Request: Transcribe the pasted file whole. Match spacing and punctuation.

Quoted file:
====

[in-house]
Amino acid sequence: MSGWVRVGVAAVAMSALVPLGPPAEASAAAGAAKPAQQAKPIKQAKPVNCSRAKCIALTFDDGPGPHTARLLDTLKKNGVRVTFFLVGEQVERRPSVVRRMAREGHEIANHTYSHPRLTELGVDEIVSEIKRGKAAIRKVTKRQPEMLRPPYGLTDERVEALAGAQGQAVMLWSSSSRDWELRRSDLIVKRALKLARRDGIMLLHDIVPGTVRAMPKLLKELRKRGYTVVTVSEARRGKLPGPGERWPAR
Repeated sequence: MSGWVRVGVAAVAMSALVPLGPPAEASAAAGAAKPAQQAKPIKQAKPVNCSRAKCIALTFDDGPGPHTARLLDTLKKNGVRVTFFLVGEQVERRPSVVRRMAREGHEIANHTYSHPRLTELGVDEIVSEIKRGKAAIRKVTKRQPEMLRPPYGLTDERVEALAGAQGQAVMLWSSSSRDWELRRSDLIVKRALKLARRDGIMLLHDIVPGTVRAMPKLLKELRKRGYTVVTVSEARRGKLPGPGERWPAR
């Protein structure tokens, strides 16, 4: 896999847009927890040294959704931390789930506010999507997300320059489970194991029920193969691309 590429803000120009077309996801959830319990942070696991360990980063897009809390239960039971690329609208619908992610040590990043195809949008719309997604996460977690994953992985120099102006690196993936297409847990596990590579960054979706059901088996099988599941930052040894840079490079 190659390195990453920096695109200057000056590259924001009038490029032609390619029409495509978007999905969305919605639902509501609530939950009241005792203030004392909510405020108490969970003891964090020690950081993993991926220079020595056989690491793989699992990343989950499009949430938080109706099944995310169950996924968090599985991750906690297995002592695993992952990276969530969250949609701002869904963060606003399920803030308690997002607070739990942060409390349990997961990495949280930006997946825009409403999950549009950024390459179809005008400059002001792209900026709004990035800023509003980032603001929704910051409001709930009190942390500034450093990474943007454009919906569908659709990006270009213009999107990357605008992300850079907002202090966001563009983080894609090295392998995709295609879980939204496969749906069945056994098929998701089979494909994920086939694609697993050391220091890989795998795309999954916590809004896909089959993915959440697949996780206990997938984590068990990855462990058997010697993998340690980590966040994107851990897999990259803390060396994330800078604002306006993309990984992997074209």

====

[in-house]
Amino acid sequence: MSGWVRVGVAAVAMSALVPLGPPAEASAAAGAAKPAQQAKPIKQAKPVNCSRAKCIALTFDDGPGPHTARLLDTLKKNGVRVTFFLVGEQVERRPSVVRRMAREGHEIANHTYSHPRLTELGVDEIVSEIKRGKAAIRKVTKRQPEMLRPPYGLTDERVEALAGAQGQAVMLWSSSSRDWELRRSDLIVKRALKLARRDGIMLLHDIVPGTVRAMPKLLKELRKRGYTVVTVSEARRGKLPGPGERWPAR
Repeated sequence: MSGWVRVGVAAVAMSALVPLGPPAEASAAAGAAKPAQQAKPIKQAKPVNCSRAKCIALTFDDGPGPHTARLLDTLKKNGVRVTFFLVGEQVERRPSVVRRMAREGHEIANHTYSHPRLTELGVDEIVSEIKRGKAAIRKVTKRQPEMLRPPYGLTDERVEALAGAQGQAVMLWSSSSRDWELRRSDLIVKRALKLARRDGIMLLHDIVPGTVRAMPKLLKELRKRGYTVVTVSEARRGKLPGPGERWPAR
């Protein structure tokens, strides 16, 4: 896999847009927890040294959704931390789930506010999507997300320059489970194991029920193969691309 590429803000120009077309996801959830319990942070696991360990980063897009809390239960039971690329609208619908992610040590990043195809949008719309997604996460977690994953992985120099102006690196993936297409847990596990590579960054979706059901088996099988599941930052040894840079490079 190659390195990453920096695109200057000056590259924001009038490029032609390619029409495509978007999905969305919605639902509501609530939950009241005792203030004392909510405020108490969970003891964090020690950081993993991926220079020595056989690491793989699992990343989950499009949430938080109706099944995310169950996924968090599985991750906690297995002592695993992952990276969530969250949609701002869904963060606003399920803030308690997002607070739990942060409390349990997961990495949280930006997946825009409403999950549009950024390459179809005008400059002001792209900026709004990035800023509003980032603001929704910051409001709930009190942390500034450093990474943007454009919906569908659709990006270009213009999107990357605008992300850079907002202090966001563009983080894609090295392998995709295609879980939204496969749906069945056994098929998701089979494909994920086939694609697993050391220091890989795998795309999954916590809004896909089959993915959440697949996780206990997938984590068990990855462990058997010697993998340690980590966040994107851990897999990259803390060396994330800078604002306006993309990984992997074209």